"Volcano Cowboys" is an extraordinarily intriguing look, by Dick Thompson, a veteran Time magazine reporter, at how volcanologists from the U.S. Geological Survey and a few other scientists outside the Survey coped with three of the world's major volcanic emergencies of the past 20 years.
The eruptions of Mt. St. Helens in Washington state in 1980 and of Mt. Pinatubo in the Philippines in 1991, and the catastrophic mudflow, known as a lahar, from the Nevado del Ruiz volcano that killed 21,000 people in Armero, Colombia, one night in 1985, all tested the mettle, judgment and expertise of a traditionally underfunded branch of the U.S. government.
At Mt. St. Helens, where scientists dealt with an explosive eruption unparalleled in the history of the United States, the results of the Survey's efforts were mixed. Scientists gave warnings, but they did not foresee the full amplitude of an eruption that blew off the top 1,300 feet of the 9,600-foot mountain and killed, along with 56 other persons, a young Survey scientist, David Johnston.
At Armero, the Survey failed to arrive on the scene soon enough--partly for political reasons--to prevent the tremendous loss of life. But the failure there encouraged the Survey to intervene earlier and more effectively at Pinatubo six years later. As in some other scientific matters, only the United States seems to have the resources and the will to make this effort.
At Pinatubo, a team from the Geological Survey was able, through a shoestring monitoring operation on the scene, to give clear warnings of what turned out to be the second most powerful eruption of the 20th century. This allowed the timely evacuation of then-U.S. controlled Clark Field and surrounding communities, and kept the death toll to about 200.
As the author demonstrates in these case histories, volcanology remains an infant science. Only now are scientists beginning to understand the intricacies of volcanic processes. It does not help, either, that volcanoes vary, and that at the same volcano, periodic eruptions may also vary sharply. Another critical challenge, demonstrated in each of these emergencies, is resistance on the part of often unwary and uninformed local authorities and residents to reasonable warnings. Accordingly, as Dick Thompson remarks, the scientists are nearly always "trying to walk a line that all volcanologists find difficult, between appropriate alarm and thoughtful restraint" in conveying their warnings.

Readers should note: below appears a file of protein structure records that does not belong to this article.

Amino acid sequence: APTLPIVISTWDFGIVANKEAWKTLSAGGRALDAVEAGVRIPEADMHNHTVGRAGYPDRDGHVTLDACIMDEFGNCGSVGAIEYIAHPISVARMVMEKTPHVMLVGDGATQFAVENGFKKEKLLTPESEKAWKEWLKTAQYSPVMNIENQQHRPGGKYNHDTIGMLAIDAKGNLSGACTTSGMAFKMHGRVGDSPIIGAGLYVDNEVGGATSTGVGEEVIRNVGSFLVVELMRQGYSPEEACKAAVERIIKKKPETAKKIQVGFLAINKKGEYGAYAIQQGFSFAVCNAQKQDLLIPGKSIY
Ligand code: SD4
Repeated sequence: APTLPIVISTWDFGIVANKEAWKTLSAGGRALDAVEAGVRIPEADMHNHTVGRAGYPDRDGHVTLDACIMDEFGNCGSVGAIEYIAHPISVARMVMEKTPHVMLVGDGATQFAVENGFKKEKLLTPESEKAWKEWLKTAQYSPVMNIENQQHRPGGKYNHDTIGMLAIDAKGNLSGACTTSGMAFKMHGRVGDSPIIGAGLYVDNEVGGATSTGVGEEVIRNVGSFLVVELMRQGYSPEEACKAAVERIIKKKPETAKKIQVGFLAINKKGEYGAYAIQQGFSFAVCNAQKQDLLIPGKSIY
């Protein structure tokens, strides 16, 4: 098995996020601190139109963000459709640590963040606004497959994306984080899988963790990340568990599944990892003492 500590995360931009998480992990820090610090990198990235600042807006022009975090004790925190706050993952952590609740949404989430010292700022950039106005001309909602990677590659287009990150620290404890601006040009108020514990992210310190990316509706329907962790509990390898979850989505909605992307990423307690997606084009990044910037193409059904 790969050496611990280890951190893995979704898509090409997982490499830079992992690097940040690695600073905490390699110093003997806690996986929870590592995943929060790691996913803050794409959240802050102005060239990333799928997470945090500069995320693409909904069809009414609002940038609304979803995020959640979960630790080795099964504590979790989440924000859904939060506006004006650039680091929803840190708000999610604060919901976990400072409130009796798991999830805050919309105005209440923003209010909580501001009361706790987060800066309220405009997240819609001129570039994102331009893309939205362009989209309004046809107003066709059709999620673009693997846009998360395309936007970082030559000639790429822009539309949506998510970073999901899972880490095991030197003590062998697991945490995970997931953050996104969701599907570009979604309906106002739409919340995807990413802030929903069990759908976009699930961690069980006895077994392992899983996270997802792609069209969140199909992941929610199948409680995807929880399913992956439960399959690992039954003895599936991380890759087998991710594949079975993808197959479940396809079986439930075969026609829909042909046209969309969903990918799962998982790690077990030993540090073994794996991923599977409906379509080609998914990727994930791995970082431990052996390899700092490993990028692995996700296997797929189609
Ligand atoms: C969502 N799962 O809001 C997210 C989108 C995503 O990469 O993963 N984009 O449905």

Thompson does an outstanding job of demonstrating the lack of knowledge, uncertain conclusions and rivalries among scientists, as well as fiscal and other handicaps that sometimes keep the Survey from being able to avoid disaster.
In one poignant instance, Donal Mullineaux, one of the Survey scientists who two years before had written that Mt. St. Helens was a dangerous volcano that might erupt before the end of the century, failed to gauge anywhere near how big the eruption of May 18, 1980, would be.
Mullineaux tried to warn colleagues and outsiders at the very beginning of the eruptive cycle that St. Helens, unlike the relatively well-mannered volcanoes of the Hawaiian islands, was capable of horrendous explosions. But, then, his worst-case scenario was well short of what did occur.
It was an outsider retained by the Survey, Pennsylvania State University landslide expert Barry Voight who did give a more accurate warning that a bulge that had grown in the mountain could fail, an event that would trigger a massive landslide and uncork a huge eruption of magma moving up from below. Unfortunately, many felt Voight's presentation was tactless, and his final report was not well circulated.
One result of all the miscalculations, and there were many by various people, was the death of Johnston, whose observation post was placed too close to the blast on that fatal morning.
The book also contains a useful chapter on the situation at Mammoth Lakes, Calif., where Survey scientists thought an eruption might be in the offing in the early 1980s. The failure of Mammoth Lakes to erupt shows why caution is mandated in such situations, even as the Survey struggles to give adequate warnings.
One small quibble: For a book filled with such wonderful reporting, its title is unfortunate. Given the seriousness of the subject and Thompson's treatment of it, "Volcano Cowboys" sensationalizes, even trivializes, a subject that warrants our full attention.